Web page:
Tag archives for environment

No new mercury in Swedish teeth (but the sweet craze goes on)

Only too revealing... Photo: Sara Jeswani.

Since Easter is a time when Swedes eat even more candy than normally (6.000 tons! For 9 million persons, in something like four days! And then I suppose there are a few babies and others who don’t eat a single piece…) it’s not a wild assumption that our dentists will have a peak in their workload some time during the spring.

One thing they won’t fill teeth cavities with in any case, is amalgam, since Sweden totally prohibited this in 2009 because of its mercury content, which is bad for both humans and the rest of nature. In the mid 1970:s about 17 tons of mercury were used by Swedish dentists, but was then gradually phased out.

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Swedish report: CO2 is threatening our oceans (and it’s expensive!)

The Great Barrier Reef. Photo: Noaml  (CC: By, Nc)

When no arguments seem to work to stop environmental degradation, economy sometimes does. For example it was a report by the economist Nicholas Stern that first opened the eyes of many decision makers towards the threats of climate change.

This time Stockholm Environment Institute has calculated the costs of letting climate change and other human-caused factors ruin the world’s oceans.

Today the oceans are providing humanity with enormous values through for example fishery and tourism. When those functions are reduced, a lot of people will be left without incomes. Costs can also go up because of climate change, which causes sea-level rise, storms and reduces the ability of the ocean to absorb carbon.

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10 ways to avoid chemicals at home

Cooking your own food from organic products is a good start to reduce the chemicals that surround you. Tuukka Ervasti/imagebank.sweden.se

Last week I wrote about the Swedish nature conservation organisation SSNC’s campaign Save the Man! to make us more aware of all the chemicals we are exposed to. Even a normal everyday life contains a heavy cocktail of chemicals. But while we are waiting for rules to be changed and implemented, there are things to do at home, starting now. SSNC offers ten good tips:

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High rise greenhouse for more urban food

The house will look something like this (here it's placed in a fictitious city, much bigger than Linköping). Illustration: Plantagon.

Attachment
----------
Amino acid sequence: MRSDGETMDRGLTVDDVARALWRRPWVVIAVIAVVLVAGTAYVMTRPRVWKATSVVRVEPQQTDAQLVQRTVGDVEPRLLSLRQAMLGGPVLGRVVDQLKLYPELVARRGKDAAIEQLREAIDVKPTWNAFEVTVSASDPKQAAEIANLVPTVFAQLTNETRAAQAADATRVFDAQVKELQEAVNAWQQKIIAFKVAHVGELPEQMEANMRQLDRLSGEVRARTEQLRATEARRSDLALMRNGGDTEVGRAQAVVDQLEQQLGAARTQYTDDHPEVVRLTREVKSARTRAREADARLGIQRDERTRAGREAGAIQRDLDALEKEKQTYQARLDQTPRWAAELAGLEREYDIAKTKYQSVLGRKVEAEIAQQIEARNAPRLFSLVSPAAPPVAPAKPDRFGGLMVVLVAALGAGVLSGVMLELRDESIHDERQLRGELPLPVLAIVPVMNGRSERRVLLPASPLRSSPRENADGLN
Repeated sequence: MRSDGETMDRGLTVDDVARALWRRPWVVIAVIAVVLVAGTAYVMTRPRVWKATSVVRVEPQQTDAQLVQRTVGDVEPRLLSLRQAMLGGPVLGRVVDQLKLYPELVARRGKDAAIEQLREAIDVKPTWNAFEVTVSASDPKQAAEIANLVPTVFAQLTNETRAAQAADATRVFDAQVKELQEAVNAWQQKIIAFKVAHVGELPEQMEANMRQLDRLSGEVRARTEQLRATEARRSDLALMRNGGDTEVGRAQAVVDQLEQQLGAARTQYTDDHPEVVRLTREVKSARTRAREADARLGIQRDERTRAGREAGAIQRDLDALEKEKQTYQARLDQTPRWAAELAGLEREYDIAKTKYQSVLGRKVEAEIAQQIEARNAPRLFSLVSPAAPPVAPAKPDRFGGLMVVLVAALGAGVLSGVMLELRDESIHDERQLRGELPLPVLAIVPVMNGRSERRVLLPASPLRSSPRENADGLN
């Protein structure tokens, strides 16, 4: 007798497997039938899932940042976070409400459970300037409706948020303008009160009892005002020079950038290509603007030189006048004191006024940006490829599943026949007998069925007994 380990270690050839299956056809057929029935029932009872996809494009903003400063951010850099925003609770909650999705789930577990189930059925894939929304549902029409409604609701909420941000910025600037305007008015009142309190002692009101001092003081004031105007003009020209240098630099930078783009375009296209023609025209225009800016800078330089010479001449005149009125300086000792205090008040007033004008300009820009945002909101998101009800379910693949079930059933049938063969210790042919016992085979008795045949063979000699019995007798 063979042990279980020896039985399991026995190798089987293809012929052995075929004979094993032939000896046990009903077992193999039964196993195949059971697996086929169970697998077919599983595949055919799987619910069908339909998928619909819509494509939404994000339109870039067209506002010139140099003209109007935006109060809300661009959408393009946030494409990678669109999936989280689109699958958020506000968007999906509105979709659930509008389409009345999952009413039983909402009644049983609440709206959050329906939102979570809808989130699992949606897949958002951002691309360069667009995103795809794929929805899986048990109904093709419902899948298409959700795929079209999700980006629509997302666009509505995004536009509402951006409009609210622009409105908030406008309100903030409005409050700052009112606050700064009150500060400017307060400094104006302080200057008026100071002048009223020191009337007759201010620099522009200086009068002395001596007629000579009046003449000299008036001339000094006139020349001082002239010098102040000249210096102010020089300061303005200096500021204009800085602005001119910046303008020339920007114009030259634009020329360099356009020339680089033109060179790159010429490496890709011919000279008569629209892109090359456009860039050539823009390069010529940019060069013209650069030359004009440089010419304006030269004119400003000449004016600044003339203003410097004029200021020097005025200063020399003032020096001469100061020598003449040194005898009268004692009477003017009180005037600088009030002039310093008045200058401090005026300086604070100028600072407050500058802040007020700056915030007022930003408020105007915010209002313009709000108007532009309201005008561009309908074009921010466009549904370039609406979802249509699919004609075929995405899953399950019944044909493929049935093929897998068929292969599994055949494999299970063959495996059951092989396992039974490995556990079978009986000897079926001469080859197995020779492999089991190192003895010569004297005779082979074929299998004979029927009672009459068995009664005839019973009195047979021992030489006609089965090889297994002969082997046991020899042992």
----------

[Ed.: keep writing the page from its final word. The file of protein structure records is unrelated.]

Earlier I wrote here on the blog about the Swedish company Plantagon’s plans to construct a giant sphere-shaped greenhouse in Botkyrka, Stockholm. Now their vision seems to have come one step closer to reality, in the city of Linköping [map]. Recently representatives from Plantagon and the city of Linköping made the symbolic first cut of the spade, starting the construction of a 54-meter tall combined office and greenhouse.

Ground breaking ceremony in Linköping. Photo: Tommy Hvitfeldt.

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Climate change and the good life

More local life = more happiness? Photo: Helena Wahlman/imagebank.sweden.se.

Often when climate change and what we need to do about it is discussed, the ideas end up in two boxes.
1: We will surely find fantastic new technologies which will solve all our problems in no time – and we can go on living like we have “always” done (or, maybe more correctly, as we have lived during the last ten years).
Or, 2: The only way to reduce our emissions enough is to live a sad life with a lot of sacrifices, eating cabbage and remembering the happy days when we all went for shopping weekends on the other side of the globe…

But, asks a new report from the Swedish Environmental Protection Agency, what if there is a third way to see things? Yes, we need to make big lifestyle changes, in order to reduce our climate impact, and also in order to adapt to a new reality. And what if these lifestyle changes can actually influence our quality of life in a positive way?

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